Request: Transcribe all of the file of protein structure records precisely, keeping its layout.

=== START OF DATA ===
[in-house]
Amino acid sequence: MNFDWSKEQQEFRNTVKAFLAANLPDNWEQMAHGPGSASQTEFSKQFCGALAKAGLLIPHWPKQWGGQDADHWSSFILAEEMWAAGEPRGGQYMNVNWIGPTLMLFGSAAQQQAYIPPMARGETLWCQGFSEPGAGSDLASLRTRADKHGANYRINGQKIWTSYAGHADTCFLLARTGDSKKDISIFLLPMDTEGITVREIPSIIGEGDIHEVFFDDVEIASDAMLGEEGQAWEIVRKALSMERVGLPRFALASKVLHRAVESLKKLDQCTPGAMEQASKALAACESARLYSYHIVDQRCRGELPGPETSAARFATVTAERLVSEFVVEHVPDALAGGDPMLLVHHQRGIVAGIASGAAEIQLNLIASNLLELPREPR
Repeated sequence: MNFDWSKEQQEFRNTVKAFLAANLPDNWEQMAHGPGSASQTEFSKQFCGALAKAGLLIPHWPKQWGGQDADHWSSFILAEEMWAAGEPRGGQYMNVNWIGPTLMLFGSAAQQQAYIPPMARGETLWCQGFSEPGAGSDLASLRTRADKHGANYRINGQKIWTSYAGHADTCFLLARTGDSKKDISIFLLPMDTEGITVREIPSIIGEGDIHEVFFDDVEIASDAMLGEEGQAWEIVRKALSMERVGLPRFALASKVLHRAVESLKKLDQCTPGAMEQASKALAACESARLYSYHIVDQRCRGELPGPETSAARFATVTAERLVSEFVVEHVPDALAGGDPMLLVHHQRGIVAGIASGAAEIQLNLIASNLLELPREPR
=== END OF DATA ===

[in-house]
Amino acid sequence: MNFDWSKEQQEFRNTVKAFLAANLPDNWEQMAHGPGSASQTEFSKQFCGALAKAGLLIPHWPKQWGGQDADHWSSFILAEEMWAAGEPRGGQYMNVNWIGPTLMLFGSAAQQQAYIPPMARGETLWCQGFSEPGAGSDLASLRTRADKHGANYRINGQKIWTSYAGHADTCFLLARTGDSKKDISIFLLPMDTEGITVREIPSIIGEGDIHEVFFDDVEIASDAMLGEEGQAWEIVRKALSMERVGLPRFALASKVLHRAVESLKKLDQCTPGAMEQASKALAACESARLYSYHIVDQRCRGELPGPETSAARFATVTAERLVSEFVVEHVPDALAGGDPMLLVHHQRGIVAGIASGAAEIQLNLIASNLLELPREPR
Repeated sequence: MNFDWSKEQQEFRNTVKAFLAANLPDNWEQMAHGPGSASQTEFSKQFCGALAKAGLLIPHWPKQWGGQDADHWSSFILAEEMWAAGEPRGGQYMNVNWIGPTLMLFGSAAQQQAYIPPMARGETLWCQGFSEPGAGSDLASLRTRADKHGANYRINGQKIWTSYAGHADTCFLLARTGDSKKDISIFLLPMDTEGITVREIPSIIGEGDIHEVFFDDVEIASDAMLGEEGQAWEIVRKALSMERVGLPRFALASKVLHRAVESLKKLDQCTPGAMEQASKALAACESARLYSYHIVDQRCRGELPGPETSAARFATVTAERLVSEFVVEHVPDALAGGDPMLLVHHQRGIVAGIASGAAEIQLNLIASNLLELPREPR